GSA Annual Meeting in Denver, Colorado, USA - 2016

Paper No. 279-5
Presentation Time: 9:00 AM


SMITH, Larry N.1, BUYLAERT, Jan-Pieter2, SOHBATI, Reza2, LIAN, Olav B.3 and JAIN, Mayank2, (1)Geological Engineering, Montana Tech, 1300 W Park St, Butte, MT 59701, (2)Center for Nuclear Technologies, Technical University of Denmark, DTU Risø Campus, Roskilde, 4000, Denmark, (3)Department of Geography, University of the Fraser Valley, 33844 King Road, Abbotsford, BC V2S 7M8, Canada,

Glaciolacustrine sediments in the Clark Fork River valley at Garden Gulch, near Drummond, MT allow for documenting highstand positions in glacial Lake Missoula and periodic subaerial exposure of the lake bottom. Ten cycles of lake deepening, subaerial exposure, and periglacial modification are recorded in a 9 m-thick section. The deposits, at 1170 m elevation, are ~100 m below the highest shorelines in the lake basin. The section thus records lake stands of >65% of maximum capacity. Fourteen samples of alluvial sand or sand in periglacial wedges were dated using 180-250 µm quartz and standard optically stimulated luminescence (OSL) dating of single aliquots. All ages were determined using the central-age model. Infrared stimulated luminescence (IRSL) signals from K-rich feldspar were used to test the accuracy of quartz ages. A comparison between the quartz OSL and K-feldspar IRSL ages implies that quartz fractions were likely well bleached.

Three preliminary ages on alluvial sediments below the glaciolacustrine sequence show initial lake transgression at 21.0 ± 1 to 19.7 ± 1.5 ka. Eight preliminary ages from the tops of six cycles range from 21.4 ± 1.6 ka to 17.2 ± 1.1 ka for sand captured in downward-tapering wedges interpreted to represent sedimentation in seasonal frost cracks. A bioturbated sandy unit with three ages ranging from 11.7 ± 0.7 to 10.5 ± 0.6 ka caps the upper, undated, four cycles.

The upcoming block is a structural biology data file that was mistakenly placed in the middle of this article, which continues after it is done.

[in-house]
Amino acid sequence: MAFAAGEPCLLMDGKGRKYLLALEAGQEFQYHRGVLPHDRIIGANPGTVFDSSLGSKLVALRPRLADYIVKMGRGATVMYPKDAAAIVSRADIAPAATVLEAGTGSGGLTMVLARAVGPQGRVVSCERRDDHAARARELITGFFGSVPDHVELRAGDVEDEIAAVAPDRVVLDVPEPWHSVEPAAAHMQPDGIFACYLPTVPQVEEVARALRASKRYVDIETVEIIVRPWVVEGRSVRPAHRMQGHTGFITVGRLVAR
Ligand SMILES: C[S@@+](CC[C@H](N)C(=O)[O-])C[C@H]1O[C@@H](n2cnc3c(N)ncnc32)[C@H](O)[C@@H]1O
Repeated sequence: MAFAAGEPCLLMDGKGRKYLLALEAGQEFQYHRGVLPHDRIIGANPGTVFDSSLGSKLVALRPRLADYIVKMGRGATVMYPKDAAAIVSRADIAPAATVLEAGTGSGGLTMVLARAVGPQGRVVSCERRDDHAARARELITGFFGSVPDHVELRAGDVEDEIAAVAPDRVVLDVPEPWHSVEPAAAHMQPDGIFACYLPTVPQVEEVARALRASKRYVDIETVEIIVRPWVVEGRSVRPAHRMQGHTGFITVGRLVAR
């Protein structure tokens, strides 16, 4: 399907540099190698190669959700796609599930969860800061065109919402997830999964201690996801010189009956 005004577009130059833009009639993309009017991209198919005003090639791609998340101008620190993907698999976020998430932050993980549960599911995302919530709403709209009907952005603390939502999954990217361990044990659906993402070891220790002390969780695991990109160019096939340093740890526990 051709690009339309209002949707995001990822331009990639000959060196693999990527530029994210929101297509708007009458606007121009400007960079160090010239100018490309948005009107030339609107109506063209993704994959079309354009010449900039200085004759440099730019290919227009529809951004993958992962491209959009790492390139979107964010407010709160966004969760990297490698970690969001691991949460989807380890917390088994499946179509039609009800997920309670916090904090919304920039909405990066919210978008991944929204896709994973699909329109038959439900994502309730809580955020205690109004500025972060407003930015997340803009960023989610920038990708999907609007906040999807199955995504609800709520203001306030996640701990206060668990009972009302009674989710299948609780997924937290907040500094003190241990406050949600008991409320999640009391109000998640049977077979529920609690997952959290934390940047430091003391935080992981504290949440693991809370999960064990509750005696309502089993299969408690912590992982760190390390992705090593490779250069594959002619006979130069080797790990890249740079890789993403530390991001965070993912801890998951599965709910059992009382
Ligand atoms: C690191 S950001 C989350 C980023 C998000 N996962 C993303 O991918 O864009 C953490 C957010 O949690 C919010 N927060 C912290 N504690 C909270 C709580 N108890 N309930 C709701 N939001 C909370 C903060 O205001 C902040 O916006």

Sandy alluvial sediment below the glaciolacustrine section locally interfingers with the lowermost lake-bottom sediments, showing concurrent deposition of the alluvium with the transgressing lake. Ages for the basal sediment suggests that the glaciolacustrine sediments at Garden Gulch are ~2 to 5 ka older than similar sediments 200 m lower in elevation in the Missoula and Ninemile valleys. The uppermost ages at Garden Gulch are apparently younger than the last lake drainage.

These data show that glacial Lake Missoula reached >1170 m by 17-22 ka and either partially or completely drained ten times from this position. We interpret that the lower part of the Garden Gulch section was deposited during earlier lake stands than those near Missoula. One or more rapid drainage events, due to ice dam failure, would have eroded glaciolacustrine silt and clay at lower elevation locations, explaining the younger ages at sections near Missoula.

  • GSA 2016 Optical ages for deep last GLM.pdf (5.3 MB)